DIY Bathroom Vanity
Turn an old dresser into a one-of-a-kind bathroom vanity.
There are two types of basins (sinks): bathroom basins, which fit 1-1/4” drains; and bar basins, which fit 1-1/2” drains. Most bathroom faucets incorporate a 1-1/4” pop-up drain assembly. Depending on the sink you choose, you may have to purchase a separate drain assembly. Be sure your sink and faucet set are compatible.
When looking for a wooden cabinet or dresser to convert into a vanity, pay close attention to the dimensions of the cabinet. Ideally, purchase your sink first so that you can choose a cabinet with the right dimensions – something that is wide and deep enough to accommodate the sink, leaving space at the back of the cabinet to fit a faucet set as well as space at the front of the cabinet so that the sink doesn’t run up to the front edge. The cabinet should also be approximately 32” high – standard vanity height.
If you’re converting a cabinet with shelves or a dresser, you’ll probably have to cut through the back and bottom of the shelves or drawers to accommodate plumbing parts and pipe. This will make the drawers somewhat unstable, so you may need to fix the top drawer permanently in place by screwing it to the frame of the cabinet from beneath, filling the screw holes and touching them up with paint or stain. If you really want to use the drawers that have parts cut out of them, consider lining them with plastic baskets so smaller items do not fall out the back or bottom.
Materials and Tools
•Pencil and ruler
•Sharp utility knife
•Electric drill with 1” drill bit
•Paintbrush, or roller and tray
•Water supply lines
•Chrome P trap (may be supplied with the sink)
•2-1/2” hole saw*
Step 1: Make sink hole template
Many sinks come with templates to help guide you in cutting the hole in the vanity top. If your sink does not come with a template, make one yourself from cardboard. Set the sink upside down on a piece of cardboard and trace around the lip of the sink onto the cardboard with a pencil. (See Photo 2) This will be the template for cutting the sink hole in the top of the cabinet.
Step 2: Cut sink hole
With masking tape, securely tape the cardboard template to the top of the cabinet in the spot where you’d like the sink to be situated. With a 1” drill bit, drill a hole into the cabinet, just inside the cardboard template. This hole will enable you to get the jigsaw started. With a jigsaw, cut the sink hole, following the hole in the cardboard template as you go.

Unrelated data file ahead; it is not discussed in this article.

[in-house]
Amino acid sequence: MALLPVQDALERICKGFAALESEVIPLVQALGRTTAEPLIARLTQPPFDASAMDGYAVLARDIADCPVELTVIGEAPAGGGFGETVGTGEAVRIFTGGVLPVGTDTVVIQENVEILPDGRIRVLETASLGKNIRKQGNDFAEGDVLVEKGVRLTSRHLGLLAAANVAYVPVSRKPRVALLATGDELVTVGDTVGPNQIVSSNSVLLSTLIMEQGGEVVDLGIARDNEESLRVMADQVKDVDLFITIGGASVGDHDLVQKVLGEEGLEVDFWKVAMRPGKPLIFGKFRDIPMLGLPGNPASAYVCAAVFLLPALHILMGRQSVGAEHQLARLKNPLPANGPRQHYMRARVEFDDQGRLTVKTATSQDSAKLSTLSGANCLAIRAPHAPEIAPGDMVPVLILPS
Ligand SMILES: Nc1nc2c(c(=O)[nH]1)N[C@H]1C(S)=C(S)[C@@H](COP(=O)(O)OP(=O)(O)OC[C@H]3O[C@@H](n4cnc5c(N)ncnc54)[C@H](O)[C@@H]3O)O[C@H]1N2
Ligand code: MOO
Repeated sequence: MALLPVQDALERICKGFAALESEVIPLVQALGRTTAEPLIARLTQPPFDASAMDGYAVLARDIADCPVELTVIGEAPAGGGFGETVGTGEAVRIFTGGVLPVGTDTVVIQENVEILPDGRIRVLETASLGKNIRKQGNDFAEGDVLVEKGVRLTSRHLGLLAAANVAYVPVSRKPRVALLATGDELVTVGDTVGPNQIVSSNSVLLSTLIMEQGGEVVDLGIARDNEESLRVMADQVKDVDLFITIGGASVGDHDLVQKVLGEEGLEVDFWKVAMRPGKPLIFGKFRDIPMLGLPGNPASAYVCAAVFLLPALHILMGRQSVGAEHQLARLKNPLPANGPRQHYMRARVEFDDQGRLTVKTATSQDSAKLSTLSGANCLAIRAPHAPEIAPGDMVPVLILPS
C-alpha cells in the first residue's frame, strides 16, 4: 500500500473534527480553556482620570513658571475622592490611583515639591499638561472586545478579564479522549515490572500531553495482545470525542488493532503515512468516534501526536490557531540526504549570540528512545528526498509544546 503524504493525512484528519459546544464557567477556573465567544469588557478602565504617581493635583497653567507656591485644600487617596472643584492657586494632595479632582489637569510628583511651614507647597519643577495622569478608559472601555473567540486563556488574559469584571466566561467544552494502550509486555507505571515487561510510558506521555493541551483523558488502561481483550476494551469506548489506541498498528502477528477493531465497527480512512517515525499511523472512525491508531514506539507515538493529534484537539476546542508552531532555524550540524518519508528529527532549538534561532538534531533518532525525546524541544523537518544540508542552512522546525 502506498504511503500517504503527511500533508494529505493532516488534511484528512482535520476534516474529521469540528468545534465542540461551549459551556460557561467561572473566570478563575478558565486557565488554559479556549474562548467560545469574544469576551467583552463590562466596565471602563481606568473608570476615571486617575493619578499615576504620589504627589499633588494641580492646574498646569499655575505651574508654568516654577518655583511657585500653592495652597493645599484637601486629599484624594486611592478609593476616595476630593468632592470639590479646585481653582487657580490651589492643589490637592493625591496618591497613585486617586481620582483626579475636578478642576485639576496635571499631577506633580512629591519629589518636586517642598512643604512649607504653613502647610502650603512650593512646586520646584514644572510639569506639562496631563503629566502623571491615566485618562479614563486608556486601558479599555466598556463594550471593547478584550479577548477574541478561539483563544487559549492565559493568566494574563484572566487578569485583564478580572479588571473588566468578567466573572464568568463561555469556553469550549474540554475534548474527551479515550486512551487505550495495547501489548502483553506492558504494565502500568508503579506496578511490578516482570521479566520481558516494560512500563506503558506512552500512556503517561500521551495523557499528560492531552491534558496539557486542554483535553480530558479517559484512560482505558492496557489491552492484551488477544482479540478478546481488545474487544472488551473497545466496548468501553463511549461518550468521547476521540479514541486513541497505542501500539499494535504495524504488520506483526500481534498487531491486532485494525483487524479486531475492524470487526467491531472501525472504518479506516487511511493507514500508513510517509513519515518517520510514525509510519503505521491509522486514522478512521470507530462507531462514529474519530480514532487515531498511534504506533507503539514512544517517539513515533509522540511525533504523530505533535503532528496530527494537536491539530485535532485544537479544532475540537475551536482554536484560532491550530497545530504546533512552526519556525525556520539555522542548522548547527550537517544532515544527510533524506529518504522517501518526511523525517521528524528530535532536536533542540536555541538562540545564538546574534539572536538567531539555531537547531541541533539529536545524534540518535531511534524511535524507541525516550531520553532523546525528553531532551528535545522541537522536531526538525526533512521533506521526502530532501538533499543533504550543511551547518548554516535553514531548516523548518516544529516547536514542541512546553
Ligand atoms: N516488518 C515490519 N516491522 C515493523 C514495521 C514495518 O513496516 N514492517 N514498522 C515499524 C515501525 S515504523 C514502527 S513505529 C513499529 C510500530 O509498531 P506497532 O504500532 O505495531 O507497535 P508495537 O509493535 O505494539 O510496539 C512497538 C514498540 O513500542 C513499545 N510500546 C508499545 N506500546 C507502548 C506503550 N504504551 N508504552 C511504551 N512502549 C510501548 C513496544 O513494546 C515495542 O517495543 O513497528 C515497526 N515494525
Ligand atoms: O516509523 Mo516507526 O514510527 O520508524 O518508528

Step 3: Drill faucet holes
To determine the faucet placement, drop the sink into the cut sink hole – you can gauge by eye the best location for the faucet. Remove the sink. Centre the faucet set on the cabinet just behind where the sink will sit. Mark the spot with masking tape. With a pencil, mark the tape with the location of the faucet spout and the 4” centre-to-centre tap measurement (i.e. 2” to either side of the faucet spout). Drill the holes for the faucets at those points 4” apart using a 1” drill bit.
Step 4: Varathane vanity top
With a paintbrush, or roller and tray, apply several protective coats of clear Varathane to the top of the vanity. Be sure to Varathane the cut edge of the sink hole as well; this will seal the wood and protect it from water seepage and wetness. Allow Varathane to dry completely before proceeding.
Step 5: Cut holes in cabinet back
To determine the position of the drain pipe and water supply shut-offs on the back of the cabinet, measure their locations on the wall and transfer these locations to the back of the cabinet. Using a 2-1/2” hole saw, cut holes in the back of the cabinet to accommodate the drain pipe and the water supply shut-offs. (The holes must be big enough to clear the handles of the shut-offs.) Install cabinet against wall.
Step 6: Attach faucet
Turn off the water supply shut-offs. Drop in the faucet set and tighten it into place from underneath. The faucet set will come with all the necessary parts (i.e. washers, rubber rings, etc; see our Materials picture for assembly parts). With faucet set firmly in place, attach the water supply lines. Connect these to the water supply shut-offs coming out of the wall, and tighten. (See Photo 6)
Step 7: Install drain assembly and sink
Depending on the sink you use, the drain assembly parts will be 1-1/4” or 1-1/2”. We used a bar sink, which required a 1-1/2” drain assembly. (Bathroom sinks will need a 1-1/4” pop-up assembly, which should come with a bathroom faucet set.) Set the drain into the sink, attach the rubber washer and nut onto the drain beneath the sink, and tighten. Screw on the tail piece. Drop the sink into the sink hole. Our sink had clips to hold it into place.
Step 8: Attach P trap
Attach the P trap onto the tail piece and to the trap adaptor coming out of the wall. (See Photo 8) The drain assembly will determine the size of the P trap (i.e. either 1-1/2” or 1-1/4”). Turn on the water supply shut-offs.
Step 9: Modify dresser drawers
Measure and mark on the drawers from the back of the cabinet to the front point of the P trap. As well, mark the locations and the widths of the water shut-offs; the drawer will need to clear these too. With a jigsaw, cut out the back and bottom of the drawers according to these measurements so that the drawers can now adequately clear all plumbing parts, water shut-offs and adaptor. (See Photo 9) Slide the drawers back into place. (See Photo 10).